Table 4 Nucleotide changes leading to amino acid substitutions in F, L, M2-1 and M2-2 proteins exclusively in primary clinical HRSVA strains as compared to reference strains

The transcription elongation factor M2-1 is highly conserved among the clinical strains, along with the Cys(3)-His(1) motif that is important for its functionality [55, 56]. While amino acid variability was extremely low for the M2-1 protein (between 0.25-0.6%) among clinical strains, exclusive substitutions I-87-L in RSV-12 to RSV-14 and N-117-T/S in RSV-8, RSV-10, RSV-11-14 were observed (Table 4; Additional file 5 Figure S4). M2-2 is proposed to shift the balance from vRNA transcription to vRNA replication [57, 58]. We noted a degree of M2-2 protein sequence variation between the clinical strains and those reported for several HRSV prototype viruses. In addition, the absence of the first start codon in 71% of the clinical strains suggested the expression of shorter M2-2 protein.

Interestingly, the M2-2 protein sequence showed a relatively large number of sequence variations when compared with prototype cultured viruses. We observed a 11.11% difference in the M2-2 protein sequence of all the clinical strains as compared to the reference strain (Table 4). The substitution M-1-T effectively removed the first start codon, and thus M2-2 is predicted to be 88 aa rather than 90 aa in length in 10 clinical strains due to availability of second start codon for the protein (Additional file 6 Figure S5). As the M2-2 protein plays a role in vRNA replication, the functional significance of the sequence variations in the M2-2 protein in RSV vRNA replication will require further examination.

In four clinical strains nucleotide substitutions have been observed at five different positions in M2-L gene overlap sequence, while changes at only two of positions were reported earlier by Moudy et al [59]. Moreover, nucleotide change A-26-G observed in RSV-12 and RSV-13 led to changes of amino acid N-6-S in L protein.

The M genes nucleotide sequence was completely conserved in the clinical strains, which is consistent with the importance of the M protein, both as a major structural protein, and a regulator of virus polymerase activity [9]. 3.3 Non-structural proteins:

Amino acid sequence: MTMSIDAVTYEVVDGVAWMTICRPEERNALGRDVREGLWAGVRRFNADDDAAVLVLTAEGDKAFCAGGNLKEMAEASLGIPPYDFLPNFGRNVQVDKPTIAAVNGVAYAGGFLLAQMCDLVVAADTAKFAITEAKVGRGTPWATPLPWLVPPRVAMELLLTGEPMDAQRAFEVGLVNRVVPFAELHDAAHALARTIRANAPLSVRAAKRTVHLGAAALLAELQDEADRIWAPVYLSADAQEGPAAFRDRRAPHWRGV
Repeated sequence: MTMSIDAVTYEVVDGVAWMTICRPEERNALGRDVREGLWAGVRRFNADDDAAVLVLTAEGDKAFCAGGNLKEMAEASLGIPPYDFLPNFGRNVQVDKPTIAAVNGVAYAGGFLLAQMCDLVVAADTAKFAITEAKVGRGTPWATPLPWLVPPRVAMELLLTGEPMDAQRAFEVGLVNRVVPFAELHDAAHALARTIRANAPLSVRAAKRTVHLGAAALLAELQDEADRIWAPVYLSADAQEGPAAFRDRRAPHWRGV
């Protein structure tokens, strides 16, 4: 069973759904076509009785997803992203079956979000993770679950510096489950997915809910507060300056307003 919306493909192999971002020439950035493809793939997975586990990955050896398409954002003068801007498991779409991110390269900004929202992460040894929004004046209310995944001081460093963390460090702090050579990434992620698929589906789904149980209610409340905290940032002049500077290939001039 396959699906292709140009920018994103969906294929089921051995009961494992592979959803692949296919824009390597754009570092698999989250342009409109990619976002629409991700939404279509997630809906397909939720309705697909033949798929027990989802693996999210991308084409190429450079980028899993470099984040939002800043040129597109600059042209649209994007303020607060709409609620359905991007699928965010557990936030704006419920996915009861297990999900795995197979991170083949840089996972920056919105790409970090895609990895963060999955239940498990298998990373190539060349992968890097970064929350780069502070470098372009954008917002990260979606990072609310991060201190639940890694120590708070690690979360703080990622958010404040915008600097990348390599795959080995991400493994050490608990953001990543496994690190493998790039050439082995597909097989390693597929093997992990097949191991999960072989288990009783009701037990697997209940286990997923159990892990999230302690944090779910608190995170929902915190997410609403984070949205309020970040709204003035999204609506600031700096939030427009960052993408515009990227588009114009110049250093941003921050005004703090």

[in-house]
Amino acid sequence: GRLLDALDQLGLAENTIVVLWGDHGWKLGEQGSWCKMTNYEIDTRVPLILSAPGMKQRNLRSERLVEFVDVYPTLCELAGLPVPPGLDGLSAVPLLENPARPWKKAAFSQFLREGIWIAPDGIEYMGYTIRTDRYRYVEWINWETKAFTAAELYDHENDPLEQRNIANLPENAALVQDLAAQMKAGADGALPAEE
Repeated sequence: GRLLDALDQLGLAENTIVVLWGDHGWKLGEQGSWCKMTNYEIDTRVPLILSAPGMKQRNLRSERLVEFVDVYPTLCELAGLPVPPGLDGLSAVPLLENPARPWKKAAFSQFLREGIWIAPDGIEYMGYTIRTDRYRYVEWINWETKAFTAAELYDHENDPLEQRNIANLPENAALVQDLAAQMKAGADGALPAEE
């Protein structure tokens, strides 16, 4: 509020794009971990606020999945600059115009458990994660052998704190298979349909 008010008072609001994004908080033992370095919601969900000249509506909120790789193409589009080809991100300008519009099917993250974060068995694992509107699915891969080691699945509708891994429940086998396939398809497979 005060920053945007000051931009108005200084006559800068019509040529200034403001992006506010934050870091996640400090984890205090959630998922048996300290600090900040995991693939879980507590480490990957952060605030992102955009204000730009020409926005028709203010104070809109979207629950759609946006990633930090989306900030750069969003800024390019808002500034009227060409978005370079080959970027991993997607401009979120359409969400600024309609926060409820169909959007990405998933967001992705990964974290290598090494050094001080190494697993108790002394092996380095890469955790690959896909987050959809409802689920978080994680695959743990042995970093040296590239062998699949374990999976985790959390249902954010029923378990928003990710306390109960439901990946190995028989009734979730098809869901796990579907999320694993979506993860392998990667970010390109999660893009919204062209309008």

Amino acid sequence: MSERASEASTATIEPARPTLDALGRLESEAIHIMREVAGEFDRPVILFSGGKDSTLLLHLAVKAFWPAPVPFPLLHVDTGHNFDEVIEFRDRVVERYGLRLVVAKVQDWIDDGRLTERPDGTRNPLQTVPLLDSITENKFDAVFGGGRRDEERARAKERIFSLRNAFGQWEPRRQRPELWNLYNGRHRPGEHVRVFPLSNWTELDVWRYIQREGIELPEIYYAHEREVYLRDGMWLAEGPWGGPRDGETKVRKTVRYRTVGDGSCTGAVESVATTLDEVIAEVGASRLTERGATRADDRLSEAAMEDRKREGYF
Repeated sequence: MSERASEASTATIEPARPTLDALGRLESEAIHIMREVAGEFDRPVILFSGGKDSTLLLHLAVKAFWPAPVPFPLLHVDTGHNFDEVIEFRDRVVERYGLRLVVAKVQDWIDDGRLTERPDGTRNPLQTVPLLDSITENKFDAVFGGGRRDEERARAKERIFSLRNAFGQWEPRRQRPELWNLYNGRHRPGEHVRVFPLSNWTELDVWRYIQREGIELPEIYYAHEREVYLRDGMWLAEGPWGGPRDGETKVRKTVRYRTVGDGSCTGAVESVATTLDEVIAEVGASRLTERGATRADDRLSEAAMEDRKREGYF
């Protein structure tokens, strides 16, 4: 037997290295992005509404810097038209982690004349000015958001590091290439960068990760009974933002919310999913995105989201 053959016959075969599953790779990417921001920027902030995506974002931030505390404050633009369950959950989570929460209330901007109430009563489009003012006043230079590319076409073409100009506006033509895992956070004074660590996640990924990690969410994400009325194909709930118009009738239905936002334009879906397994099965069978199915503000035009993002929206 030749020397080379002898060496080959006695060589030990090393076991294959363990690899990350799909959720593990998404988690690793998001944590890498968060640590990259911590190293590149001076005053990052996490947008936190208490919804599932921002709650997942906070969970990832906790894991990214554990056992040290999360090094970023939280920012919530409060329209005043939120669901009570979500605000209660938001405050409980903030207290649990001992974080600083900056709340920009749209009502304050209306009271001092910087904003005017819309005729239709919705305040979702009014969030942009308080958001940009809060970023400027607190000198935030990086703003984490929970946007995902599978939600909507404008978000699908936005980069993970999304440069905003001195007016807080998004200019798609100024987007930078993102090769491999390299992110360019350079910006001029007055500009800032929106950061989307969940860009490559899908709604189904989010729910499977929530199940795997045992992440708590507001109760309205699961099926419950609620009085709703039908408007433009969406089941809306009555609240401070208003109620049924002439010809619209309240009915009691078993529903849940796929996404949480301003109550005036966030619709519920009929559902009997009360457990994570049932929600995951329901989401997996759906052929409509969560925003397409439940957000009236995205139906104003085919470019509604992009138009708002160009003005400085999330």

Both the NS1 and NS2 proteins were highly conserved, with only one amino acid substitution L-105-I in the NS1 protein of RSV-2, RSV-11, and three subsitutions in the NS2 protein (D-7-G, N-8-T, K-38-R) present in the same clinical strains (RSV-2, RSV-11). The NS1 and NS2 proteins showed little sequence variation, underlining the essential roles these proteins play in evading the host innate immune response [60]. Recently siRNA targeting the NS1 protein has been proposed as an effective therapeutic strategy [61], and the conserved nature of the NS1 nucleotide sequence suggests that these siRNA molecules will also be effective against a range of RSV strains in the severe clinical scenario.

4. Sequence analysis of the non-transcribed gene junction and extragenic regions

The non translated regions of the vRNA are likely to play important roles in the regulation of virus genes expression [62]. The nucleotide sequence of the leader region was highly conserved, with only a single A to G nucleotide substitution at nt29 in the strains RSV-2, RSV-11. All the clinical strains had Cytosine at nt4 in the leader sequence, which is important in the context of virus replication [63]. Although we noted an overall conservation in the trailer sequence, some regions of increased sequence variation were apparent. Moreover, the length of trailer region varied between 153-162 nt among the clinical strains. The sequence for the proposed polymerase binding site (nt 1-11 of leader) [64] is completely conserved among all clinical strains. While GS sequences were well conserved among all clinical strains, the GE sequences showed a higher degree of variation. The GS sequences were conserved in the first 9 genes, and only the GS sequence preceding the L gene showed some variation. A subsitution in the GS sequeunce (to U or A) at nt1 was reported to significantly reduce transcription levels [65], but the functional significance of G to C found in the GS region of L polymerase gene is uncertain (Figure 2). The GE was conserved for 8 genes. The GE sequence of the N gene had a change at nt 7 and nt 13 in RSV-2, RSV-14, the M gene had one nucleotide shorter in RSV-2, RSV-5, and RSV-12, while in 78% of clinical strains there was a substitution at nt4 in GE sequence of the G. The changes in GE sequence of the G gene such as substitution at nt4 and shorter central region have been associated with altered the transcription termination efficiency [66, 67].